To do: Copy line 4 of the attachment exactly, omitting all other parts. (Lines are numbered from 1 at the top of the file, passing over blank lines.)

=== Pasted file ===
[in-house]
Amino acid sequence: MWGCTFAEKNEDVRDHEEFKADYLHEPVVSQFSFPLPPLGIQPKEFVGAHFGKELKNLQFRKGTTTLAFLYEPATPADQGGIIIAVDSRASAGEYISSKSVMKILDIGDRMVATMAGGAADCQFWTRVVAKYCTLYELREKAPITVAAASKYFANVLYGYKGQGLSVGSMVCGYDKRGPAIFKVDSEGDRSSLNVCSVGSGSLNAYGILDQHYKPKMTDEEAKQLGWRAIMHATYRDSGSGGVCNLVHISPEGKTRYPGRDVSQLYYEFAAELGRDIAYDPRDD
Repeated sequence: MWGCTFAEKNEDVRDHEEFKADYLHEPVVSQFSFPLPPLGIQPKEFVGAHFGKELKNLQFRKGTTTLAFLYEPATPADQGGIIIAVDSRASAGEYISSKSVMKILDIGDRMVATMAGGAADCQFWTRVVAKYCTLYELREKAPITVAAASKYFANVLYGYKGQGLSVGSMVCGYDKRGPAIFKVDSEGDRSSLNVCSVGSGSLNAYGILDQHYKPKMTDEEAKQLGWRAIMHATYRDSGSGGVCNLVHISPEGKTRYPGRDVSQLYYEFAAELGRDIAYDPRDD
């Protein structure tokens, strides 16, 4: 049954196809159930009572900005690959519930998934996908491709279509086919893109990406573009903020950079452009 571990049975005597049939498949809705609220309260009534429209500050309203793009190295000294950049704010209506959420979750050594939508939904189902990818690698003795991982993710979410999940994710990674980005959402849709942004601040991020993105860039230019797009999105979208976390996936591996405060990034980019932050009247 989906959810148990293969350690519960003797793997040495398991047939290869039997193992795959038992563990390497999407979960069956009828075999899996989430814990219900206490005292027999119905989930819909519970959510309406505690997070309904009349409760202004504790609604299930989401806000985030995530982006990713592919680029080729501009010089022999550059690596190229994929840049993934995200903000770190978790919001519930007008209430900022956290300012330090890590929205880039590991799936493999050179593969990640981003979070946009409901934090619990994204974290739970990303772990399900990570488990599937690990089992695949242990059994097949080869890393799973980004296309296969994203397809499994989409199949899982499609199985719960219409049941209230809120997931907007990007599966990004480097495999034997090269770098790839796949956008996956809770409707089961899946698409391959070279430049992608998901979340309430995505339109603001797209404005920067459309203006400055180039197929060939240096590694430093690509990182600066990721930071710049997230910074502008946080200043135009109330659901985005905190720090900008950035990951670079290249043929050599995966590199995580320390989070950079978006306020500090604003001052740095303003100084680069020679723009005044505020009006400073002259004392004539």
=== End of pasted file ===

């Protein structure tokens, strides 16, 4: 049954196809159930009572900005690959519930998934996908491709279509086919893109990406573009903020950079452009 571990049975005597049939498949809705609220309260009534429209500050309203793009190295000294950049704010209506959420979750050594939508939904189902990818690698003795991982993710979410999940994710990674980005959402849709942004601040991020993105860039230019797009999105979208976390996936591996405060990034980019932050009247 989906959810148990293969350690519960003797793997040495398991047939290869039997193992795959038992563990390497999407979960069956009828075999899996989430814990219900206490005292027999119905989930819909519970959510309406505690997070309904009349409760202004504790609604299930989401806000985030995530982006990713592919680029080729501009010089022999550059690596190229994929840049993934995200903000770190978790919001519930007008209430900022956290300012330090890590929205880039590991799936493999050179593969990640981003979070946009409901934090619990994204974290739970990303772990399900990570488990599937690990089992695949242990059994097949080869890393799973980004296309296969994203397809499994989409199949899982499609199985719960219409049941209230809120997931907007990007599966990004480097495999034997090269770098790839796949956008996956809770409707089961899946698409391959070279430049992608998901979340309430995505339109603001797209404005920067459309203006400055180039197929060939240096590694430093690509990182600066990721930071710049997230910074502008946080200043135009109330659901985005905190720090900008950035990951670079290249043929050599995966590199995580320390989070950079978006306020500090604003001052740095303003100084680069020679723009005044505020009006400073002259004392004539």